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AI & the Job Search; How to Optimize your CV to beat Resume Screening Technology

By Justin D'Onofrio

Artificial Intelligence is revolutionizing all industries and human resources and recruitment are no different. With the advent of job aggregators through websites such as Indeed, LinkedIn, and Glassdoor, companies are getting more applicants to job postings than ever before. Gone are the days when recruiters would read every single application for an open position. Although the average number of applicants to a specific job stands at around 200 today, some companies can receive thousands of applications in more desired fields.  

Similar to any other repetitive task, the process of screening, sorting and even ranking of job applications and resumes has been automated. Applicant Tracking System (ATS) is currently being used by over 90% of Fortune 500 companies. The system screens resumes and cover letters looking for keywords chosen by the company, and will determine the qualifications of each candidate. As many as 75 percent of resumes submitted will not make it through the typical ATS screening process, immediately cutting down the applicant pool to 1/4th of its original size, at which time hiring managers will review the remaining applications carefully.

As harsh as the screening process may seem, an even more alarming fact however is how flawed these ATS softwares can be. Of the applicants who do not pass the process, 15 percent are actually qualified and are disregarded simply due to improper resume formatting. Living in the age of resume-screening technology, along with the fact that the job search has become increasingly competitive, building a well-crafted, ATS-friendly resume is critical. Any aspect of your resume that will ensure that your application is seen, is extremely important. Here are some ways you can optimize your CV for greater likelihood it makes it passed the screening process.

Modify Your Resume to the Job Posting

Generic resumes will not get you far with an ATS screener. In order to ensure your resume gets passed the screening process, the simplest and most effective method is to include the appropriate keywords. Decided by the hiring manager, the keyword screening function is at the base of all ATS technology. Often, keywords are centered around desired educational background, previous work experience, hard and soft skills and any technical certifications.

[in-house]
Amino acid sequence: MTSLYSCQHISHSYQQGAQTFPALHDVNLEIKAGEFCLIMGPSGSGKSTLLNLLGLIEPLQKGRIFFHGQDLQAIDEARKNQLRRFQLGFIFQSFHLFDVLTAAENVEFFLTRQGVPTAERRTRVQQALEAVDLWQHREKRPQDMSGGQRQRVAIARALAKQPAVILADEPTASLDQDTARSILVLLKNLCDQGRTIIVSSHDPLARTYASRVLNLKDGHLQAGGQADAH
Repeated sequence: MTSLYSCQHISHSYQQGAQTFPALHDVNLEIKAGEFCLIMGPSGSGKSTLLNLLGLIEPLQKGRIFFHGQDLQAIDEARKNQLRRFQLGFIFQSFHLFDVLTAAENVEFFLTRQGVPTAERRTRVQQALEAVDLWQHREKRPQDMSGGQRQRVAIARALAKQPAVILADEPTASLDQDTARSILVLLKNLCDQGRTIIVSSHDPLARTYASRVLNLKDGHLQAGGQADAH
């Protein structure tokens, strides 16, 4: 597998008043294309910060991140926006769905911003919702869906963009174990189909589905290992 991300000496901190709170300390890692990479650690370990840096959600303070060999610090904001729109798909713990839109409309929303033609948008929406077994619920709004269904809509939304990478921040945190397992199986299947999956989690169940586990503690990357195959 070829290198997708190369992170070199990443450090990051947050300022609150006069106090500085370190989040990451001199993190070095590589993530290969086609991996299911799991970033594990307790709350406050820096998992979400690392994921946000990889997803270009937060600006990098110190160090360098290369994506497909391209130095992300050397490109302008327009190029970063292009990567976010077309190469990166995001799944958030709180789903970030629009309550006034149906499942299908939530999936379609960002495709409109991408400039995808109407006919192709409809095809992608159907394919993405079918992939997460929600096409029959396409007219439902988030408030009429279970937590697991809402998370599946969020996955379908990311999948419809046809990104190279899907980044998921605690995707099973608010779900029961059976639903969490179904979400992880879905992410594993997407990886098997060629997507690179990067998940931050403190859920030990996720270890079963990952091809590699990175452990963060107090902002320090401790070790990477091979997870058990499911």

In order to determine the appropriate keywords, it is best to use the exact wording listed in the job application when it comes to responsibilities and qualifications needed. It could also be helpful to look for job ads in related positions throughout job sites to see the specific skills they seek,  as well as research the appropriate industry jargon needed for the position. Use common resume headers such as Summary, Work Experience, Education and Skills, and avoid unique headers, as this will make the classification of your qualifications easier. Also, avoid using acronyms such as B.COMM or B.A., as the ATS software might only recognize the full name (i.e. Bachelor of Commerce) as a keyword. It would also be helpful to use the more critical keywords more than once, however try not to overdo it - the resume must always remain clear and professional.

Tailoring your CV might also include modifying the names of previous job titles to better fit the application. For example, “Marketing Manager” might need to be changed to “Marketing Communications Manager” or “Brand Manager” depending on what the job ad calls for.

Don’t Get too Fancy with the Formatting

While eye-catching infographics and diagrams can be really attractive on resumes when viewed in person, they do absolutely nothing for ATS software. There have been strides to make the screening software better at reading resumes with different, non-traditional formats and layouts, including charts and tables, however it is safer to use a traditional layout that can be easily screened, especially when applying to larger firms.

Avoid using different size or styles of fonts, capitalisation and underlining, as all of those style choices can affect how your resume is read. Include bullet points and short form sentences, because the longer the sentence, the more difficult it is for the ATS software to extract the appropriate information.

And while it has often been said that the best file format to send a CV in is a PDF, which is definitely true when sending a direct email to a hiring manager, when submitting a resume to an ATS, a Word file is still advisable, as many ATS software cannot read PDF files.

Less Fluff, More Concrete Skills

It is safe to assume that hiring managers are tired of hearing the same cliches on resumes: “team player”, “results-oriented”, “passionate” - these terms won’t help you differentiate your application and definitely won’t help you with ATS. Instead of saying you are results-oriented or passionate, it is best to provide proof of that fact. ATS keywords are not likely to include those platitudes but rather relevant concrete skills. Tangible and measurable outcomes offer proof of a background of success and can better impress potential employers. In that case, try to match your achievements and success with the keywords of the job description to increase your likelihood of passing the screening process.

Final Thoughts

Trying to decode the job search is helpful in finding a job in a tough market, but it is always important to remember that your resume must be legible by both humans and robots alike. The combination of a readable and professionally toned resume with ATS-friendly formatting will increase the efficiency of your job search and hopefully help you land the job of your dreams.


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